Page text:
I'm Sue Ailsby, AKA Sue Eh? As long as I can remember, I've wanted to spend my life with dogs. Early on, I heard one of my mentors say, with respect, of another person, "He's a dogman!" That's what I wanted. I wanted to be a dogman. And lo and behold, here I am! Granted, not a man, but a dogman, nevertheless.
I've been training dogs since I was about 9 years old (which was a long time ago). That means I've tried just about every training method that's shown up over the years. I learned a lot, I forgot a lot, I deliberately forgot a lot. I'm not left with a method of training but a philosophy of training. A philosophy which asks that I do no harm. That I listen to the trainee and respect her opinions. I discovered that listening, respecting, and doing no harm is an AMAZING training philosophy, and an even better training method. When you listen to a dog, the dog listens back! Who knew?!
60 years in dogs means that I've had a lot of dogs. Some dogs were great dogs. Some were breathtakingly smart dogs, some not so smart. One was dumb as a post but a sweet person nonetheless. All were worth listening to. Most of them were Giant Schnauzers (hence the logo picture). Some were Miniature Schnauzers, with a few Australian Cattle Dogs, MinPins, Chihuahuas and others tossed in. Lately they've been Portuguese Water Dogs.
Six decades also gave me lots of time to try things that dogs do with people. Together we've explored conformation shows, obedience trials, rally, tracking, drafting, herding, packing and agility, search and rescue, water trials and service work, sled racing and flyball racing and scent hurdle racing, duck hunting and schutzhund. And spent a lot of time together on the couch...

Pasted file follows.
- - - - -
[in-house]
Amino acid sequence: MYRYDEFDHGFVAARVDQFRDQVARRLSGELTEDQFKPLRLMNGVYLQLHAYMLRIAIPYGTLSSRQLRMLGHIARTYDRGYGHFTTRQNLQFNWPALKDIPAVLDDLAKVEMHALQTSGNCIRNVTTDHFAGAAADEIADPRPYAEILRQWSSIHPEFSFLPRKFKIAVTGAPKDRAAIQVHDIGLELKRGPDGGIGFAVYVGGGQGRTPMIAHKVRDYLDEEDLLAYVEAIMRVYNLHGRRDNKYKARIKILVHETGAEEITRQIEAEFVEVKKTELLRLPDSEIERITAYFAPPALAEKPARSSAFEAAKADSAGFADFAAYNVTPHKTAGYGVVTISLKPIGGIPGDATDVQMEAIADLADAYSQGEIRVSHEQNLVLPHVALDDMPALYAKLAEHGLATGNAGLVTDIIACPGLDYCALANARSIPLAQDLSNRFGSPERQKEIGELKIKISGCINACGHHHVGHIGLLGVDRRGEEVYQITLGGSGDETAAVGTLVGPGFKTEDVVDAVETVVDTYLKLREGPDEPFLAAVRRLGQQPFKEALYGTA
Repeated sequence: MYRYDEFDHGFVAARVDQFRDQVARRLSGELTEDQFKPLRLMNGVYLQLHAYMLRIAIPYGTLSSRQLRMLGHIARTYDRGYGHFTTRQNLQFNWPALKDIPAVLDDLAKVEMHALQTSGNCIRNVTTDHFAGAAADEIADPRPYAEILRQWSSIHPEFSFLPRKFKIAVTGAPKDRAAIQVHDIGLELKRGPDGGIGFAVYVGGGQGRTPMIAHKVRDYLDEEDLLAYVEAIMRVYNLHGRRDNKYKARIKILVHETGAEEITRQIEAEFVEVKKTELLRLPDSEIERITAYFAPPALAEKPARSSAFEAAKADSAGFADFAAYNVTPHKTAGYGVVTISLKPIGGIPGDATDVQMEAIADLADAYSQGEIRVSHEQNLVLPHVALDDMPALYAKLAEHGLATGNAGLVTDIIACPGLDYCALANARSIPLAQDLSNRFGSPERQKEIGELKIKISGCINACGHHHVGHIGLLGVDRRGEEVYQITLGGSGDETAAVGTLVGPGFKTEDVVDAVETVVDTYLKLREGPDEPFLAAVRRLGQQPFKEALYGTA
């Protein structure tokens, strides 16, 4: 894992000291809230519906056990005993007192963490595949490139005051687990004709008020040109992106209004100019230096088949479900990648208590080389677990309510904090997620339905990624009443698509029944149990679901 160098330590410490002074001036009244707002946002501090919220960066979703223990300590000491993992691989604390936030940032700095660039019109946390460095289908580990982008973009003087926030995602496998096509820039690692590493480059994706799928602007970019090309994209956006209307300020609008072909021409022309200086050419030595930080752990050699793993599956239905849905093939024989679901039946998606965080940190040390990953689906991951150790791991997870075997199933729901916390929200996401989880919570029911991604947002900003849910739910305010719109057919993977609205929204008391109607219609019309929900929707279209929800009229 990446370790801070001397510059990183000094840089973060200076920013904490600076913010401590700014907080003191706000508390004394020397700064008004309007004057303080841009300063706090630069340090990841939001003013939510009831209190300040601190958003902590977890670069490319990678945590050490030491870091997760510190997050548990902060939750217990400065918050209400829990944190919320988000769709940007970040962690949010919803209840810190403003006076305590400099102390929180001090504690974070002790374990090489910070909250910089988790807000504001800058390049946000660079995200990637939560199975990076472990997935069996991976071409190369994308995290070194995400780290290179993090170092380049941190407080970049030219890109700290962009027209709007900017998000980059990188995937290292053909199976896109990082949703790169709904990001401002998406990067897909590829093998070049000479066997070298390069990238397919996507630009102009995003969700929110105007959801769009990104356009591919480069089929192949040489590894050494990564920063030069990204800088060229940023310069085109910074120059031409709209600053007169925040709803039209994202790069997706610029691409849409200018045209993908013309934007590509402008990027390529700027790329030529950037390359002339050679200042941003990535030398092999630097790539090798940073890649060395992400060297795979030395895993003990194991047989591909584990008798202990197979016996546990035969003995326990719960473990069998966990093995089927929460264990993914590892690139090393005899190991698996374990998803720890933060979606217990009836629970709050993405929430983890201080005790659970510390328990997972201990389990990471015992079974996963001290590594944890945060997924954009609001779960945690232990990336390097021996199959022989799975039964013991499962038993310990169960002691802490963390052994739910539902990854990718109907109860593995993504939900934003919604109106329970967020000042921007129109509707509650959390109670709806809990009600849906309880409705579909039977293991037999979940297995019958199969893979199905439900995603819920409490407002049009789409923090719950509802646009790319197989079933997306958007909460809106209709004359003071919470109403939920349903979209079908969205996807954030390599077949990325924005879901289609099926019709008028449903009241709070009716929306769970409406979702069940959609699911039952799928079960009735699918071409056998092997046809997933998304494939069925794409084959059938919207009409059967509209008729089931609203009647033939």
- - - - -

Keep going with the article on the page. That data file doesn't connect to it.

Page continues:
My parents taught me what is, I expect, a fairly rare way of looking at the world. A friend recently called it "a 5000-yard stare with close-ups". What that means is that I don't see anything by itself. I have to see everything in context. "Oh, this is like THAT" is my favourite phrase. Since I was born a teacher (there doesn't seem to be much one can do about that), I have to draw parallels, to compare one thing to another, to see how a teaching a dog to sit is related to baking a cake - and then I have to teach it to somebody.
To that end, I wrote the Training Levels - instructions for teaching a dog what it needs to know to live and prosper in the company of humans - and to allow the human to live and prosper in the company of dogs.
That's me. I hope you enjoy the site!
There's a wonderful group of people all over the world working their dogs with the Training Levels.
If you'd like to join them, click on this link to the Training Levels Yahoo list.